~~If you are anything BUT 5 years old, and you're confused by something, this is the place for you.~~ Now that /eli5 clarified that they want simple explanations, (fake) 5 YEAR OLDS ARE NOW WELCOME TO THE SUBREDDIT. But not in a creepy way.
Bitcoin for Beginners is a subreddit for new users to ask Bitcoin related questions. **Do not respond to strangers direct messaging you, as over 99% of these people are Scammers.** This subreddit allows open discussion where peer review occurs. /BitcoinBeginners is not for posting new websites, memes, faucets, affiliate links, news, concern trolling, blog articles, or promoting altcoins and ICOs. **Bitcoin related Questions only** No url shorteners (auto spam)
A community dedicated to Bitcoin, the currency of the Internet. Bitcoin is a distributed, worldwide, decentralized digital money. Bitcoins are issued and managed without any central authority whatsoever: there is no government, company, or bank in charge of Bitcoin. You might be interested in Bitcoin if you like cryptography, distributed peer-to-peer systems, or economics. A large percentage of Bitcoin enthusiasts are libertarians, though people of all political philosophies are welcome.
Let’s be honest, Bitcoin is confusing. Not to you (you are on this / after all), but to the people who have no idea what it is. Trying to explain Bitcoin is even harder. I’m sure we’ve all had those long, complicated, drawn-out conversations which leave people more confused than when it started.
To aid its adoption WE HAVE TO GET BETTER AT EXPLAINING WHAT BITCOIN IS.
Here are a few tips that should, hopefully, help you manage a simple and easy to understand discussion about Bitcoin.
Before we get to that, a few things to remember: Bitcoin is a fundamental change from what most people believe.
An explanation about Bitcoin shouldn’t be about “being right” or “winning the argument.” Instead, it should be about helping someone explore a new idea and begin to understand that there are actually different alternatives to the only “money” they’ve ever known. Bitcoin is complicated.
It’s important to remember that this is as much of an emotion transformation for someone as it is a logical one. A CONFUSED MIND ALWAYS SAYS NO. If you leave a person confused or frustrated about what Bitcoin is, they are more likely to build up a resistance to it and become close-minded because “it’s just too complicated.” Adoption is a marathon, not a sprint.
Don’t feel the need to word vomit all of your intense 1337 cypto-knowledge in a single conversation. Slow and steady. Like a good story-teller, keep them wanting more.
Now, some tips to consider: 1. Start with ‘WHAT is Bitcoin?,’ not ‘WHY is Bitcoin?’
A fundamental mistake that people make is to try to justify WHY something exists before even explaining WHAT something is. Your explanations need to act as a building blocks of knowledge which means you have to have a very clear, very easily understood, fundamental premise: Bitcoin is…: Digital coins that exist on the internet that you can spend and save just like the paper money in your wallet. An alternative form of money than what you are given by your local government.
That's it. That's Bitcoin. While I’m sure we can, and probably will, argue about what that base, fundamental definition is, it’s important to start with WHAT, not WHY.
While hyperinflation, store of value, scarcity, the Federal Reserve, and how the printing of fiat devalues currency are all important, it does not answer the question of WHAT is Bitcoin. If you start with WHY, you are skipping a major building block in the mind of the listener and are on your way to creating confusion. And remember, a confused mind always says no!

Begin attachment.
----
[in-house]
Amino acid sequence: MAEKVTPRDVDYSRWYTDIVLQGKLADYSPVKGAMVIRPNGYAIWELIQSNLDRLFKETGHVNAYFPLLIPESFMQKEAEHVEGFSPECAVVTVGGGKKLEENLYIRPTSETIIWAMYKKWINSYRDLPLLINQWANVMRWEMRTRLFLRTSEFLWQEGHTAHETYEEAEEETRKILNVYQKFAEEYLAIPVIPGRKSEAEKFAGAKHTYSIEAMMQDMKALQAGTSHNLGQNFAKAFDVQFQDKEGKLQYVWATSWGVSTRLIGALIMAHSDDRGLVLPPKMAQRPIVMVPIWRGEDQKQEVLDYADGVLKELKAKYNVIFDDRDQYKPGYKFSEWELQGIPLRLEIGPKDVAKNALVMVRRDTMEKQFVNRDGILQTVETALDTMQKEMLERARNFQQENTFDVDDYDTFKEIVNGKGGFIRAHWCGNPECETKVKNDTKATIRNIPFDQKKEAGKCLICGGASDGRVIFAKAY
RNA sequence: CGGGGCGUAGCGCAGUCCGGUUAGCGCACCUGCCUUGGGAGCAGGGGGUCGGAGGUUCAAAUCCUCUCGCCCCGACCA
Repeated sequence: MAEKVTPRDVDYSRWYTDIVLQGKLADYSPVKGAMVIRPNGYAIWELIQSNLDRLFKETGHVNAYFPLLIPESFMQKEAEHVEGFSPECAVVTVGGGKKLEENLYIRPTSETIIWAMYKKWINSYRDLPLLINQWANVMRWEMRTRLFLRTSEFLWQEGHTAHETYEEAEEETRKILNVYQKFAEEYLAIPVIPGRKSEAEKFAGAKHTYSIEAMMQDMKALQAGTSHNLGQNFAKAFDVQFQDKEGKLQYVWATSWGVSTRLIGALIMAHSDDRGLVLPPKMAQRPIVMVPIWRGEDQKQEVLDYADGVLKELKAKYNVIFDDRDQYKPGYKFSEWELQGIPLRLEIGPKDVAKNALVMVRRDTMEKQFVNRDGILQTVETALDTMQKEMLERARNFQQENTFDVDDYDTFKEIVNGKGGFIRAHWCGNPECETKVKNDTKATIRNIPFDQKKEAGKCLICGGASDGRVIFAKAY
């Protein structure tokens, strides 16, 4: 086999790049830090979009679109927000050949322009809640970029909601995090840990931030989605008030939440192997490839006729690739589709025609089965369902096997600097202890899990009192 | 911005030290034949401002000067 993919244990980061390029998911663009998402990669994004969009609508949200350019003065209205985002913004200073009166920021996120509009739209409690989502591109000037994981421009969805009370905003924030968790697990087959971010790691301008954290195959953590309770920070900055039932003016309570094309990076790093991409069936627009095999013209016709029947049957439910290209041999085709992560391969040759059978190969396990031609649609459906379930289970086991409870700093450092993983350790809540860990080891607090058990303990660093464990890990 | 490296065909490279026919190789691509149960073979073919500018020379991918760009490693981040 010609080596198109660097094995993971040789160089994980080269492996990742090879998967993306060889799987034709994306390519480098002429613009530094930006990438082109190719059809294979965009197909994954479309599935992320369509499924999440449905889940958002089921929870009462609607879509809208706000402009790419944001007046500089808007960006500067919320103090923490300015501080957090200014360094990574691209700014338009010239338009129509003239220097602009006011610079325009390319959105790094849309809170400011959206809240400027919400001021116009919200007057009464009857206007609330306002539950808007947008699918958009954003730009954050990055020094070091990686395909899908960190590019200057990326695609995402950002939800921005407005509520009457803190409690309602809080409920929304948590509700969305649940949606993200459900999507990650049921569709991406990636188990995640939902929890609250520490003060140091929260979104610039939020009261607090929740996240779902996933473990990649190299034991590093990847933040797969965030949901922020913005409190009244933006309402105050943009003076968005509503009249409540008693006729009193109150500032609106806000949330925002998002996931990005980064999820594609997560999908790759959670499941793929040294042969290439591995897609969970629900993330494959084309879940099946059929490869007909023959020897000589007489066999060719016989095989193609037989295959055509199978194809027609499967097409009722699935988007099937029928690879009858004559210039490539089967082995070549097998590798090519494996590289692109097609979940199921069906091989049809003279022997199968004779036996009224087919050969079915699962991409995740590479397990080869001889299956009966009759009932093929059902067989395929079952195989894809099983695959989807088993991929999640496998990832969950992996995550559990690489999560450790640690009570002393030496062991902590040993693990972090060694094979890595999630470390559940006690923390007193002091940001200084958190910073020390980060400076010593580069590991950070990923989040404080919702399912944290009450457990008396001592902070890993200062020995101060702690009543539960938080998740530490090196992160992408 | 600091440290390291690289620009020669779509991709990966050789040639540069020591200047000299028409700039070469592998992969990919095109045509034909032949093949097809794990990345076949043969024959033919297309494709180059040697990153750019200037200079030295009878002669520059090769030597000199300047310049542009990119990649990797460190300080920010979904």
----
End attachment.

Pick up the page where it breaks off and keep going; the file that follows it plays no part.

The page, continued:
Here is an example
. (Now, don’t go full-internet on me. I’m not degrading this person or this video THANK YOU PERSON FOR MAKING THIS VIDEO. This video is awesome! I only bring it up because it is a recent video that got some attention. It also demonstrates this point.)
When asked to explain Bitcoin, here is the opening line:
“The FED…is out of control with printing money…”
This is a ‘WHY is Bitcoin’ response. Already, the listener is probably thinking, ‘what the heck does the FED have to do with anything? I just wanted to know what Bitcoin was…’ and you may just lose your listener right there.
Furthermore, this video never actually says “Bitcoin IS…” While there is an implied comparison to gold, there is never a fundamental definition of WHAT Bitcoin is.
Start with a clear, concise definition of WHAT Bitcoin is before moving on to WHY Bitcoin is. 2. Let Them Lead / Gauge Their Interest / Know When To Stop
When explaining any topic to someone who doesn’t understand it, there is a very strong temptation to TELL everything you know. This is human nature. We are proud of what we know. We want to display knowledge and proficiency. We must, however, understand that it is counter-productive to the learning process. Imagine that certain math teacher going over that certain math problem. They explain it. They are enthusiastic about it. They write it on the chalkboard. Yet your eyes glaze over. It’s too much too fast. You are just waiting until the end when they finally tell you the answer. All logic and reasoning and understanding is gone. This is similar.
Instead of telling them everything you know, LET THEM ASK!
Allowing your listener to ASK demonstrates two things: an understanding
of the last thing you said and, more importantly, interest!
Ultimately, that’s what we want and need; their interest.
Believe me, just like that little kid asking, ‘why, why, why…?’ They will give you every opportunity to share a little bit more, and a little bit more.
Bitcoiner – “Bitcoin are digital coins that exist on the internet that you can spend and save just like the paper money in your wallet.”